Acute bronchiolitis, a viral seasonal infection of the lower respiratory tract, affects nearly 20% of all children and leads to the hospitalization of 2% to 3% of all children younger than 12 months every year.1,2 Approximately 2% to 6% of hospitalized children require admission to the PICU.1 Acute bronchiolitis may account for as much as 13% of PICU admissions,3 and it is responsible for the death of ∼3 of 100 000 children under 12 months each year4 (eg, nearly 20 and 100 infants annually in England4 and the United States,5 respectively). Bronchiolitis epidemic has a predictable seasonal pattern, and in France, it starts in September, peaks in November to December, and ends in February. Although children have been relatively spared by the coronavirus disease (COVID-19) pandemic, the impact that the overlap of the second wave of this pandemic and of the associated public measures have on the 2020–2021 bronchiolitis season in the northern hemisphere is unknown.
The aim with this multicenter regional study is to determine the effect of the COVID-19 second wave in France and the public measures it elicited (ie, social distancing, mask-wearing, hand hygiene, curfews, and lockdowns) on the number of admissions for bronchiolitis to all PICUs of the largest region of France and its related deaths.
From the electronic health record systems, we identified all children (age <2 years) admitted to all 5 PICUs of the region of Paris (12.6 million inhabitants representing ∼20% of France population) for bronchiolitis from September 2015 through December 2020. Bronchiolitis was defined by using the International Classification of Diseases, 10th Revision codes. On the basis of the 5 bronchiolitis epidemics before COVID-19, (2015–2016 through 2019–2020), we calculated by time series analysis (SPSS, v18; SPSS Inc, Chicago, IL) the predicted number of PICU admissions for the months of September through December 2020 (COVID season) and compared them to actual admissions. Informed consent was waived within the provisions of the French Public Health Code.
During the 5 pre–COVID-19 seasons, there were 3099 admissions for bronchiolitis to all 5 PICUs; 2190 of 3099 (70.7%) occurred between September and December. Figure 1 shows the monthly actual PICU admissions for each of the 5 pre–COVID-19 bronchiolitis seasons, a model fit created by time series analysis (R2 = 0.93), and the predicted admissions for the first 4 months (September–December) of the COVID-19 bronchiolitis season. Whereas the predicted number of admissions for bronchiolitis between September and December 2020 to all PICUs was 444, the actual number of admissions was 65 (ie, an 85.3% reduction). Figure 2 shows the comparison of the predicted and actual admissions for September–December 2020. During the entire 5 pre–COVID-19 seasons, there were 19 deaths for bronchiolitis, and there was no death during the 4 first months of the COVID-19 season.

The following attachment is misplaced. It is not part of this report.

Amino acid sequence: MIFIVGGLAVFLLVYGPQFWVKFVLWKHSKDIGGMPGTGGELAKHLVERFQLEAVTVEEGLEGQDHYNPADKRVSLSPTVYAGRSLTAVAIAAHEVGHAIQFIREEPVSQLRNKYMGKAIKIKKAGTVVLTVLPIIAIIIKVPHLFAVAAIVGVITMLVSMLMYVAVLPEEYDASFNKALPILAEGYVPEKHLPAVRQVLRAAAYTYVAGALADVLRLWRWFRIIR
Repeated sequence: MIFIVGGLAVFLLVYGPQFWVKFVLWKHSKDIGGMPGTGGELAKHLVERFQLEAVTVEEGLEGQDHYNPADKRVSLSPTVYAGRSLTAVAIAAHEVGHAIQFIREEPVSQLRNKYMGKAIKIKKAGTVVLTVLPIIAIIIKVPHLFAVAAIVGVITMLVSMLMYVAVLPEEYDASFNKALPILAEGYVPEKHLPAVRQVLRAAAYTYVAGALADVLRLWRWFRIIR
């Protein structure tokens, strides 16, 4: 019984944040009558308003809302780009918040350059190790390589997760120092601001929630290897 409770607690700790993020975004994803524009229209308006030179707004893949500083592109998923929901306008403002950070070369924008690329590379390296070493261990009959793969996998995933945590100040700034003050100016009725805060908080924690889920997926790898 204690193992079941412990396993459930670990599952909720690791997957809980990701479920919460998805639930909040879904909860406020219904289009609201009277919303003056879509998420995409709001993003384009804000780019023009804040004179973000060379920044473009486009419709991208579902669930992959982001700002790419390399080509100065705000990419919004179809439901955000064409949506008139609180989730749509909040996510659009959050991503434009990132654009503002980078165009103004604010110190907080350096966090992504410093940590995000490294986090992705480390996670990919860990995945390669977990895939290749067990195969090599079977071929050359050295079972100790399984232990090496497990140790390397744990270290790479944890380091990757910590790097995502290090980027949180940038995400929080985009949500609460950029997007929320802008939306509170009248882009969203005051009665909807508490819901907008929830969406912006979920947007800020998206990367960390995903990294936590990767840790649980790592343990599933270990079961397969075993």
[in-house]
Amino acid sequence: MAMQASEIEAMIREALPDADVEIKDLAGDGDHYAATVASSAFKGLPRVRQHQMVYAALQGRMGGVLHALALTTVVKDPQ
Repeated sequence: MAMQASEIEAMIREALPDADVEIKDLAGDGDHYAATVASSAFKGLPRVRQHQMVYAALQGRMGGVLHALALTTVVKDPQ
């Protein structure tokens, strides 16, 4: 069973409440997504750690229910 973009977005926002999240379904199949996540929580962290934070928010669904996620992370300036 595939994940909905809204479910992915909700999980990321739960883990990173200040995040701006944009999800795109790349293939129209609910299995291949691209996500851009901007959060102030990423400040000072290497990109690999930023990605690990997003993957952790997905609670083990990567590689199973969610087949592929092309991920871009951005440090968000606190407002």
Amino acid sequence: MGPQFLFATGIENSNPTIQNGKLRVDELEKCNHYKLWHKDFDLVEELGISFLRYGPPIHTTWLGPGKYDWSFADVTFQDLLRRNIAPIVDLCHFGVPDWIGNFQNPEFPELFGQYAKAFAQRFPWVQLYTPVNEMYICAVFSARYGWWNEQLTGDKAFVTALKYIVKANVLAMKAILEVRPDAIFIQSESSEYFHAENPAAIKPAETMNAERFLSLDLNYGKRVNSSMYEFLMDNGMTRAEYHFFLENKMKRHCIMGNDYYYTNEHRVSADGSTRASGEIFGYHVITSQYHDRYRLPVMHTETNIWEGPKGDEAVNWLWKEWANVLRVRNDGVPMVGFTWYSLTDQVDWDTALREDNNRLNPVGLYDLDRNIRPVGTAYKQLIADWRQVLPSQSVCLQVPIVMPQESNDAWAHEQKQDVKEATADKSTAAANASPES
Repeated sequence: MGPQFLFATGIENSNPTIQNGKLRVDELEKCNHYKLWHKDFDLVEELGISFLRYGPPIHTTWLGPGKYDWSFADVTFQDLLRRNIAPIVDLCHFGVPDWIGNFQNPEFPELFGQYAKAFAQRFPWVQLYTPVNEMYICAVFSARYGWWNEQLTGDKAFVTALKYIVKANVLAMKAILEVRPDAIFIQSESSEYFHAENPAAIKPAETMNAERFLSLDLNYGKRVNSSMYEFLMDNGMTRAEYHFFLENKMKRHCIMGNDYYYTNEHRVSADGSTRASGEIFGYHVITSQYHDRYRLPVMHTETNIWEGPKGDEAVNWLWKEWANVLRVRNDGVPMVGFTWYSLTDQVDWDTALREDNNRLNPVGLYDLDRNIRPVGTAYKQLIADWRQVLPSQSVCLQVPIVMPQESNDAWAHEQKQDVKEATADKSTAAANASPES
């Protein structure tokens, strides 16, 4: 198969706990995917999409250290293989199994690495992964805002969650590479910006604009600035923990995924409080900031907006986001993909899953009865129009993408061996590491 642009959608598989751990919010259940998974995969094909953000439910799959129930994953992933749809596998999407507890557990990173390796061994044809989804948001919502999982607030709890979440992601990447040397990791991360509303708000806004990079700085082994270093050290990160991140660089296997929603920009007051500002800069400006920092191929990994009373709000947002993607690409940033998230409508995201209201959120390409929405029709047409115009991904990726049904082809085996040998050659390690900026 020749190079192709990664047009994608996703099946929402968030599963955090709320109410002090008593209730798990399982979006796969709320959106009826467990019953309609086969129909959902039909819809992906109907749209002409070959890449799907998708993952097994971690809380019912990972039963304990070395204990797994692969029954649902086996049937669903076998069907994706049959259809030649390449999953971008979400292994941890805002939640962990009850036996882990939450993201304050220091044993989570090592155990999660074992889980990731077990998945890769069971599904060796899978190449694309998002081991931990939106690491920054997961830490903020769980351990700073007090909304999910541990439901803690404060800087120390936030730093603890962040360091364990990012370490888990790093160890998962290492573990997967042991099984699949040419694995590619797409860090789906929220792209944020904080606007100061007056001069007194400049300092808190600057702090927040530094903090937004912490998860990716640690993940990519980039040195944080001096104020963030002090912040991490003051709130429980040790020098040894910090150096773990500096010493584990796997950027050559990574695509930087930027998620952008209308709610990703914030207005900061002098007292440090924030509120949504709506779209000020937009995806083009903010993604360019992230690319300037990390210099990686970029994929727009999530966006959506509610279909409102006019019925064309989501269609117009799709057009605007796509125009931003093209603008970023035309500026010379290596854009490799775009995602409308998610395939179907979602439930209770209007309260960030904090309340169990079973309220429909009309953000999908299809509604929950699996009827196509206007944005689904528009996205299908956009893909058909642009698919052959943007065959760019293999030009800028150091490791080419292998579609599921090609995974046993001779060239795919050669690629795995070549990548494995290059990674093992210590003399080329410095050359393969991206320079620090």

This regional study, including all PICUs of the Paris region, reveals a dramatic reduction in the number of admissions of young infants to PICUs for bronchiolitis during the COVID era. Because of the exhaustive recruitment in a region representing ∼20% of France population, these results could be extrapolated to the whole country because the same public measures were taken. During the first 4 months of the current bronchiolitis season, there were nearly 370 fewer PICU admissions for bronchiolitis in infants than expected in the region of Paris. This represents an important reduction of the severe bronchiolitis burden on infants themselves, infants’ families, and the management of PICU beds. Although we are unable to quantify it, it is also possible that the deaths of some infants due to bronchiolitis were avoided. Our findings, in a country of the northern hemisphere, are consistent with a marked decrease in detections of respiratory syncytial virus, the main causative virus of bronchiolitis, reported during the 2020 winter in the southern hemisphere.6
The observed results could most probably be the consequence of the measures imposed to curb the COVID-19 pandemic, such as social distancing, curfews, and lockdowns, as well as hygiene measure, which may have had a major impact on the spreading of bronchiolitis viruses, especially the respiratory syncytial virus. This draws attention to the role of adults in bronchiolitis virus spreading and suggests that in the future some of the hygiene measures used could be adapted to decrease the bronchiolitis burden in infants. Interestingly, this reduction was observed while schools and nurseries remained open. Nonetheless, it is also plausible that school attendance may have decreased or that infection control measures instituted in schools and nurseries may have prevented viral transmission. Finally, the decrease in PICU admissions for bronchiolitis cannot be explained by a reduction in available pediatric beds during COVID-19 because children have been spared by the pandemic and because a marked reduction of total visits to pediatric emergencies departments was observed during COVID-19.7 Although the studied period does not encompass the whole bronchiolitis epidemic, this period usually accounts for >70% of the entire bronchiolitis season admissions.
Drs Guedj, Rambaud, and Carbajal conceived and designed the study, performed the statistical analyses, wrote the first draft of the manuscript, and reviewed and revised the manuscript; Drs Dauger, Morin, Bergounioux, Leger, and Renolleau collected the data and critically reviewed the manuscript for important intellectual content; and all authors approved the final manuscript as submitted and agree to be accountable for all aspects of the work.
FUNDING: No external funding.
POTENTIAL CONFLICT OF INTEREST: The authors have indicated they have no potential conflicts of interest to disclose.
FINANCIAL DISCLOSURE: The authors have indicated they have no financial relationships relevant to this article to disclose.